Catch fish with Mike Ladle.

Catch Fish with
Mike Ladle

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SEA FISHING

For anyone unfamiliar with the site always check the FRESHWATER, SALTWATER and TACK-TICS pages. The Saltwater page now extends back as a record of over several years of (mostly) sea fishing and may be a useful guide as to when to fish. The Freshwater stuff is also up to date now. I keep adding to both. These pages are effectively my diary and the latest will usually be about fishing in the previous day or two. As you see I also add the odd piece from my friends and correspondents if I've not been doing much. The Tactics pages which are chiefly 'how I do it' plus a bit of science are also updated regularly and (I think) worth a read (the earlier ones are mostly tackle and 'how to do it' stuff).

The percentage game.

It's getting towards that time of the year when I'm wondering how much longer it will be worth going bass/mullet fishing. Even though I love catching these fish and will generally go bassing for preference I suppose I tend to 'play the percentage game'. As winter draws on and the chances of catching a decent bass become remote I prefer to go to the river and catch grayling, perch or pike or chub. If on the other hand the river is likely to be filthy I'll fish my local ponds and so on. Anyway, the number of 'maggot tides' in Purbeck is now becoming limited so when my pals Bill and Nigel said they were going to catch the evening high water I couldn't resist.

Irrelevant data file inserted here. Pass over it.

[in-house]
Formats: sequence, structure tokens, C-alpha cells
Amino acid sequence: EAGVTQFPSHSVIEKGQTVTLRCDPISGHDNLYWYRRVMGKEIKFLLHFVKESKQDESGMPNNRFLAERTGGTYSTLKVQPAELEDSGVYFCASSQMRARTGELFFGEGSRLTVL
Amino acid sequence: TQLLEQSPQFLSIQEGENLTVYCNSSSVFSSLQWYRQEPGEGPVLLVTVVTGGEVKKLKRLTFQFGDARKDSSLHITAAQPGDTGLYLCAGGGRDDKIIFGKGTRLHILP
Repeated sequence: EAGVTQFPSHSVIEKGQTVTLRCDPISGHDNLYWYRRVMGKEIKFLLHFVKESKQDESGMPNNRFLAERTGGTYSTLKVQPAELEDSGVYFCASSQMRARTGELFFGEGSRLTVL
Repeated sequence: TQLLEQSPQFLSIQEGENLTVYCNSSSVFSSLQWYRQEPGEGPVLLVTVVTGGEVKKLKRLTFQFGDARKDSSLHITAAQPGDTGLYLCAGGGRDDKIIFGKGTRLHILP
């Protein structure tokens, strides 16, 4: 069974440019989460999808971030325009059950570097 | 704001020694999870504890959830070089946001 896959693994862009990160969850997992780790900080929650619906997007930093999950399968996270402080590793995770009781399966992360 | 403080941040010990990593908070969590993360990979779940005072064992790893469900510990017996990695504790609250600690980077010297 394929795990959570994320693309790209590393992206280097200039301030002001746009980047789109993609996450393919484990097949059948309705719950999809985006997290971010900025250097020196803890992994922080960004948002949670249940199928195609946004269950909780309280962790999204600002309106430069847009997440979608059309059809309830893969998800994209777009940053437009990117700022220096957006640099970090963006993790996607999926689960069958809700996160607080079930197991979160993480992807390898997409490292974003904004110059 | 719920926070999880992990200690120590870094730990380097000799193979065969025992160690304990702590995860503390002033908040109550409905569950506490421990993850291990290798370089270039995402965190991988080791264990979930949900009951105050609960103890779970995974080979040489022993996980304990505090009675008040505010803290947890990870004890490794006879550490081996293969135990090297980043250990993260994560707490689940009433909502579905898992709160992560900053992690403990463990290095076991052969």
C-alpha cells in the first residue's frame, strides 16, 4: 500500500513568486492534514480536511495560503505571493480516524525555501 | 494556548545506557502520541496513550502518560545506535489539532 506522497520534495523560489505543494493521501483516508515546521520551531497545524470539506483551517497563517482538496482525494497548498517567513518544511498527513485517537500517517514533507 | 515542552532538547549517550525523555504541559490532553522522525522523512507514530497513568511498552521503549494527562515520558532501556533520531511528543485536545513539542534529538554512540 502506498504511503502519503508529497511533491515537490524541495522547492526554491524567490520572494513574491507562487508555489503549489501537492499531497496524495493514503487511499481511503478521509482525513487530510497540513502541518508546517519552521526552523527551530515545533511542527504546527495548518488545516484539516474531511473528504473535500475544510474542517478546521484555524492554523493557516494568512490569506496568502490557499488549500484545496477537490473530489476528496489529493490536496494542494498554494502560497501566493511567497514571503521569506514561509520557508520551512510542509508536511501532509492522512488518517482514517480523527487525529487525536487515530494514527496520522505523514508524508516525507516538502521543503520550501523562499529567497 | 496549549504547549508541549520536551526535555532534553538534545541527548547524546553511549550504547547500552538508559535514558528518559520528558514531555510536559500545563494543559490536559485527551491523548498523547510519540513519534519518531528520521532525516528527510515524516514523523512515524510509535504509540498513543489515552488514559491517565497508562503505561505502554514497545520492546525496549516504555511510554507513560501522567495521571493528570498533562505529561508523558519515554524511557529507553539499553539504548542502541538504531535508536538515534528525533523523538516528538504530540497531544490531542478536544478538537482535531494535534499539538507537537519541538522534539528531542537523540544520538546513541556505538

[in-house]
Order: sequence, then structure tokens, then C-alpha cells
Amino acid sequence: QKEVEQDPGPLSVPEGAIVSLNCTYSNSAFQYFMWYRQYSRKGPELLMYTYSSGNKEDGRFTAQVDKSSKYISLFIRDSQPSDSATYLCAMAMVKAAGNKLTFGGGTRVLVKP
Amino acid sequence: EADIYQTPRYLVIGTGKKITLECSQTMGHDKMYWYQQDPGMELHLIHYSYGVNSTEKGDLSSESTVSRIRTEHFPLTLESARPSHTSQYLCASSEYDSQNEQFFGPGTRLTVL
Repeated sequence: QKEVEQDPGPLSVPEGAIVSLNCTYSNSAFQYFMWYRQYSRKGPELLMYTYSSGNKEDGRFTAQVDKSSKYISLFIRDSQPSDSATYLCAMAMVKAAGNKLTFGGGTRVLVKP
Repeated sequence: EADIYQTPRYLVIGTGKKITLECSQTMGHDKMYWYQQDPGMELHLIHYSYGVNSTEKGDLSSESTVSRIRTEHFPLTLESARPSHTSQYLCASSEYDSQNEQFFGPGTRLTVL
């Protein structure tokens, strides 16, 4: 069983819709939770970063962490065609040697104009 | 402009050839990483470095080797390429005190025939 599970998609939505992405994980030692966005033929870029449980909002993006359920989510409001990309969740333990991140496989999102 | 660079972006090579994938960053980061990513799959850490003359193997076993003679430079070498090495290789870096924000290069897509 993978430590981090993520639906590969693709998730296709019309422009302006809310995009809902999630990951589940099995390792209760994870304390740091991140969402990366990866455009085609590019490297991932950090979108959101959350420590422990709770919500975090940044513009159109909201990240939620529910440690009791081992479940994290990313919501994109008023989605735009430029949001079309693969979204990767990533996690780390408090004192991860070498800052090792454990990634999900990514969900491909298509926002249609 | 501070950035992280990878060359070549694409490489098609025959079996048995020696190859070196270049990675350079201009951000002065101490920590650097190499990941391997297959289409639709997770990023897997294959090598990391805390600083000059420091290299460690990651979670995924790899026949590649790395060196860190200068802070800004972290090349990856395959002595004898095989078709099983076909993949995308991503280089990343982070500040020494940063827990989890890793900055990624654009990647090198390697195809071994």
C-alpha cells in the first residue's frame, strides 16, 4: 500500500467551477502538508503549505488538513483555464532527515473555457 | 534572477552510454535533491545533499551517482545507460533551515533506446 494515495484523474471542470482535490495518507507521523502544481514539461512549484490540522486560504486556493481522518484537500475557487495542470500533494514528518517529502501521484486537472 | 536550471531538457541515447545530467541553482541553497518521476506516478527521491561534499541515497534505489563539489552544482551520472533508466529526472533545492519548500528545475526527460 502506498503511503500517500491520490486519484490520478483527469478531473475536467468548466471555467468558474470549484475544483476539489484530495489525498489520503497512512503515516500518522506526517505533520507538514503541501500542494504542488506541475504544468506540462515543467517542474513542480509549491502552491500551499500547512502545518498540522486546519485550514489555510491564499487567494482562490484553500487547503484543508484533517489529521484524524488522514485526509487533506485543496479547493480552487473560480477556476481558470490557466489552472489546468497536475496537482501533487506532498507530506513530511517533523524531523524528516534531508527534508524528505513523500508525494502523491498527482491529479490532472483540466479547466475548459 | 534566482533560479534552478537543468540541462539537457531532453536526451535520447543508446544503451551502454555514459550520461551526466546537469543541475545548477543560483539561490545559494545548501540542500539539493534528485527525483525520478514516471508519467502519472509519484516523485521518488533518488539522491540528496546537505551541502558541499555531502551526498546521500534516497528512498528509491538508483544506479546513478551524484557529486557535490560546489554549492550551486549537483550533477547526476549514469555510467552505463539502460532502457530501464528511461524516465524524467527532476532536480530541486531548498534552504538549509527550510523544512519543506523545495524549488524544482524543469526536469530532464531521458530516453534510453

We met in the car park and set off on the yomp to where we hoped there would be some middens of maggoty weed. It was the first decent tide of the series and it's always a bit iffy as to whether the water will rise high enough to wash the maggots into the sea. We didn't need to worry; by the time we arrived at our chosen spot, about an hour before high water, there were already fish showing on the surface. I stopped at the first mound of weed and my pals walked on another hundred metres or so to the next potential hot spot. Nigel was the only one who'd brought a fly rod in hopes of a mullet while Bill and I both chose to spin. I started off with a big soft plastic and Bill was using one of his favourite Slug-gills. Apart from the odd 'nip' neither of our lures seemed to elicit much interest from the fish, even though we could see that there were some bass among the cruising mullet shoals. There were plenty of maggots on the water surface and periodically small groups of sprats or sandsmelts would spray out of the water, disturbed by the bass or mullet beneath them.